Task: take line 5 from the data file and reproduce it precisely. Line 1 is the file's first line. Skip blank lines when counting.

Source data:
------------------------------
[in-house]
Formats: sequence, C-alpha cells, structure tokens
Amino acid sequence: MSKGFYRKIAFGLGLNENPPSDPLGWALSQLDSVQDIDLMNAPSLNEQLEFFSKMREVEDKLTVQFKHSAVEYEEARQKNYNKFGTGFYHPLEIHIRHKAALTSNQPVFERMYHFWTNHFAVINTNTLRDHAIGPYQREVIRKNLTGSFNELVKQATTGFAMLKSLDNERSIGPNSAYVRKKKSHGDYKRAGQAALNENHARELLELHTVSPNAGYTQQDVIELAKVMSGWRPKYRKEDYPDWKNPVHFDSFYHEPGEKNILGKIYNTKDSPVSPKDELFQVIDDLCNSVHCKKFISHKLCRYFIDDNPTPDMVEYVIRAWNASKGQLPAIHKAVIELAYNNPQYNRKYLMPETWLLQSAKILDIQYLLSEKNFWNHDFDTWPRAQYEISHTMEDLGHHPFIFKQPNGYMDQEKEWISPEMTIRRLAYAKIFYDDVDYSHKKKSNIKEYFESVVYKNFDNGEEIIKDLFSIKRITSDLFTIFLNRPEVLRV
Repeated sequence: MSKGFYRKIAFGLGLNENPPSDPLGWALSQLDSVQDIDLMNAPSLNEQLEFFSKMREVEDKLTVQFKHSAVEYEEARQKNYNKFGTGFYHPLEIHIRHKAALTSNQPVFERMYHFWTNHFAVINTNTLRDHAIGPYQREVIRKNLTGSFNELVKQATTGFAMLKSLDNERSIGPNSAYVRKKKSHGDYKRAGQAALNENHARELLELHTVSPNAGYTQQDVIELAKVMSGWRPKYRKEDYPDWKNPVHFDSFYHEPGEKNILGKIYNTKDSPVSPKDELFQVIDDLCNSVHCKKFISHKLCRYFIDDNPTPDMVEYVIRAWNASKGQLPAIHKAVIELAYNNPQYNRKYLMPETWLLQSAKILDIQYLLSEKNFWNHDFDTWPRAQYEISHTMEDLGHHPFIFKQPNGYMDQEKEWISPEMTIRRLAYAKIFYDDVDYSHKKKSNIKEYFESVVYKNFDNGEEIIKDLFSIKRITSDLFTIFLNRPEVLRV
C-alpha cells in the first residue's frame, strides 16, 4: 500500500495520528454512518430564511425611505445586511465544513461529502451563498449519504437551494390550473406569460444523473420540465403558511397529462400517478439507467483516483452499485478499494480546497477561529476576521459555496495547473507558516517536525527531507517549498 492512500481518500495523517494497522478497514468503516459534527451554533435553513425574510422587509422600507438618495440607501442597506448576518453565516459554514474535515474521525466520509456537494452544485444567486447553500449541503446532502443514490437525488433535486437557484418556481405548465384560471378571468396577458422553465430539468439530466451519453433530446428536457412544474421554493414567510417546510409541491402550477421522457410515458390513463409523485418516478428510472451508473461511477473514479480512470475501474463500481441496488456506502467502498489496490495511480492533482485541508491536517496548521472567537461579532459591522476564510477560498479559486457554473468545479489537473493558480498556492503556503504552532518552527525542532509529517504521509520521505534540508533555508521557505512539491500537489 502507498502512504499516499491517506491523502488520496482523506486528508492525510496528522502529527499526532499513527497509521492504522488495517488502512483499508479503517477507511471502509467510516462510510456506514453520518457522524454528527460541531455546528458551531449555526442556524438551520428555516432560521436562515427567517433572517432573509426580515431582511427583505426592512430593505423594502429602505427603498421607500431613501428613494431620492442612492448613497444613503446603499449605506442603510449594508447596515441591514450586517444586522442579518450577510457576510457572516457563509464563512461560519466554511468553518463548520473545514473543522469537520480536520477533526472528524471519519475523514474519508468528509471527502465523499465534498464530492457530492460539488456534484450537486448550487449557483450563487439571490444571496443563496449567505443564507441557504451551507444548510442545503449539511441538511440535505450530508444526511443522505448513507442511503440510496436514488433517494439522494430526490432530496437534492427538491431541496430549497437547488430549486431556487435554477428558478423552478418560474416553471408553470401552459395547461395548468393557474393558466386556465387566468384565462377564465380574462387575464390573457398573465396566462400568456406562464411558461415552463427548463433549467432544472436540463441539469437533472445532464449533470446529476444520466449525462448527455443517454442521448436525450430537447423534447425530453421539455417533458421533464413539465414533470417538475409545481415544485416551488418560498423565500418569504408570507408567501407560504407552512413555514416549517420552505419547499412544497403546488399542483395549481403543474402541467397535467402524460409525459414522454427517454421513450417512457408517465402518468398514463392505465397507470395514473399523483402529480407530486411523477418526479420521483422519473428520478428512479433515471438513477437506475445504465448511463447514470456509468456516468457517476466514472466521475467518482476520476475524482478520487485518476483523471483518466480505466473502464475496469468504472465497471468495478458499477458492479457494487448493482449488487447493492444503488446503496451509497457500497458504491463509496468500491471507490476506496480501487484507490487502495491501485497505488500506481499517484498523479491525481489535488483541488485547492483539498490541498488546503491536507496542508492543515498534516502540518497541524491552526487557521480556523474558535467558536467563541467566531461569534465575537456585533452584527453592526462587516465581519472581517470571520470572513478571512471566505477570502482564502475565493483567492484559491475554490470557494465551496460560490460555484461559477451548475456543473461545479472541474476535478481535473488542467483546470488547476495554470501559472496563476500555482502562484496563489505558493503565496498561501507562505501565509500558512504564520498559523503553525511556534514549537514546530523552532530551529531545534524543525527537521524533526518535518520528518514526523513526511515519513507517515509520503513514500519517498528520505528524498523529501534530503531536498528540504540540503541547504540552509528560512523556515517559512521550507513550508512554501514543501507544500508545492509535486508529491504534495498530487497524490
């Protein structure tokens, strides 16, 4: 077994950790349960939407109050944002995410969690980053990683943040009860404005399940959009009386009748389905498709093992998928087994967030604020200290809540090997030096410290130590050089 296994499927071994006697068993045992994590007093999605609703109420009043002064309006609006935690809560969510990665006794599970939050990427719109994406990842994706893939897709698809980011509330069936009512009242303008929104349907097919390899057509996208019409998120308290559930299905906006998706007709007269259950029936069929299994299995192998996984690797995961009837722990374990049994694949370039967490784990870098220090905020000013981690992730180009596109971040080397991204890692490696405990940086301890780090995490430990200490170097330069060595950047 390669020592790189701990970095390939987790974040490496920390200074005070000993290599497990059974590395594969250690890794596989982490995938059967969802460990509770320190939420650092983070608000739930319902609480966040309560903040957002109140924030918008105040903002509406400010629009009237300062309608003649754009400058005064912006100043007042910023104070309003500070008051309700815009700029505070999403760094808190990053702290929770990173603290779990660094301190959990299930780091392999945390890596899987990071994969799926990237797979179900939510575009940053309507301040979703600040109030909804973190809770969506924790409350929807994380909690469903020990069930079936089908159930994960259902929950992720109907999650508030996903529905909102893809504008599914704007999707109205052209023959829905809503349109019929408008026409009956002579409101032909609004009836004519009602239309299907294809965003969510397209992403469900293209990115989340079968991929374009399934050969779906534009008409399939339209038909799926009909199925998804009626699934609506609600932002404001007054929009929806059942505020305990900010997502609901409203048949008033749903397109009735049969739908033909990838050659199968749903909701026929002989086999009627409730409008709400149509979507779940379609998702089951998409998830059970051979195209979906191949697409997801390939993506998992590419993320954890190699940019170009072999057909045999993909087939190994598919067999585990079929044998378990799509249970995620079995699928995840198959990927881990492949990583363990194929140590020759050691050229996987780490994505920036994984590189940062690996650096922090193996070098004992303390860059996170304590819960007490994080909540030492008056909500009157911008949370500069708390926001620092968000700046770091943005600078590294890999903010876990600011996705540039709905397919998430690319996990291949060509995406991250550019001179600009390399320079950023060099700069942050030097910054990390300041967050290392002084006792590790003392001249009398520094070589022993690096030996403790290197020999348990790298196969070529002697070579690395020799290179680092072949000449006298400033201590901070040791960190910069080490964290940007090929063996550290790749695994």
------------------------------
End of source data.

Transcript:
C-alpha cells in the first residue's frame, strides 16, 4: 500500500495520528454512518430564511425611505445586511465544513461529502451563498449519504437551494390550473406569460444523473420540465403558511397529462400517478439507467483516483452499485478499494480546497477561529476576521459555496495547473507558516517536525527531507517549498 492512500481518500495523517494497522478497514468503516459534527451554533435553513425574510422587509422600507438618495440607501442597506448576518453565516459554514474535515474521525466520509456537494452544485444567486447553500449541503446532502443514490437525488433535486437557484418556481405548465384560471378571468396577458422553465430539468439530466451519453433530446428536457412544474421554493414567510417546510409541491402550477421522457410515458390513463409523485418516478428510472451508473461511477473514479480512470475501474463500481441496488456506502467502498489496490495511480492533482485541508491536517496548521472567537461579532459591522476564510477560498479559486457554473468545479489537473493558480498556492503556503504552532518552527525542532509529517504521509520521505534540508533555508521557505512539491500537489 502507498502512504499516499491517506491523502488520496482523506486528508492525510496528522502529527499526532499513527497509521492504522488495517488502512483499508479503517477507511471502509467510516462510510456506514453520518457522524454528527460541531455546528458551531449555526442556524438551520428555516432560521436562515427567517433572517432573509426580515431582511427583505426592512430593505423594502429602505427603498421607500431613501428613494431620492442612492448613497444613503446603499449605506442603510449594508447596515441591514450586517444586522442579518450577510457576510457572516457563509464563512461560519466554511468553518463548520473545514473543522469537520480536520477533526472528524471519519475523514474519508468528509471527502465523499465534498464530492457530492460539488456534484450537486448550487449557483450563487439571490444571496443563496449567505443564507441557504451551507444548510442545503449539511441538511440535505450530508444526511443522505448513507442511503440510496436514488433517494439522494430526490432530496437534492427538491431541496430549497437547488430549486431556487435554477428558478423552478418560474416553471408553470401552459395547461395548468393557474393558466386556465387566468384565462377564465380574462387575464390573457398573465396566462400568456406562464411558461415552463427548463433549467432544472436540463441539469437533472445532464449533470446529476444520466449525462448527455443517454442521448436525450430537447423534447425530453421539455417533458421533464413539465414533470417538475409545481415544485416551488418560498423565500418569504408570507408567501407560504407552512413555514416549517420552505419547499412544497403546488399542483395549481403543474402541467397535467402524460409525459414522454427517454421513450417512457408517465402518468398514463392505465397507470395514473399523483402529480407530486411523477418526479420521483422519473428520478428512479433515471438513477437506475445504465448511463447514470456509468456516468457517476466514472466521475467518482476520476475524482478520487485518476483523471483518466480505466473502464475496469468504472465497471468495478458499477458492479457494487448493482449488487447493492444503488446503496451509497457500497458504491463509496468500491471507490476506496480501487484507490487502495491501485497505488500506481499517484498523479491525481489535488483541488485547492483539498490541498488546503491536507496542508492543515498534516502540518497541524491552526487557521480556523474558535467558536467563541467566531461569534465575537456585533452584527453592526462587516465581519472581517470571520470572513478571512471566505477570502482564502475565493483567492484559491475554490470557494465551496460560490460555484461559477451548475456543473461545479472541474476535478481535473488542467483546470488547476495554470501559472496563476500555482502562484496563489505558493503565496498561501507562505501565509500558512504564520498559523503553525511556534514549537514546530523552532530551529531545534524543525527537521524533526518535518520528518514526523513526511515519513507517515509520503513514500519517498528520505528524498523529501534530503531536498528540504540540503541547504540552509528560512523556515517559512521550507513550508512554501514543501507544500508545492509535486508529491504534495498530487497524490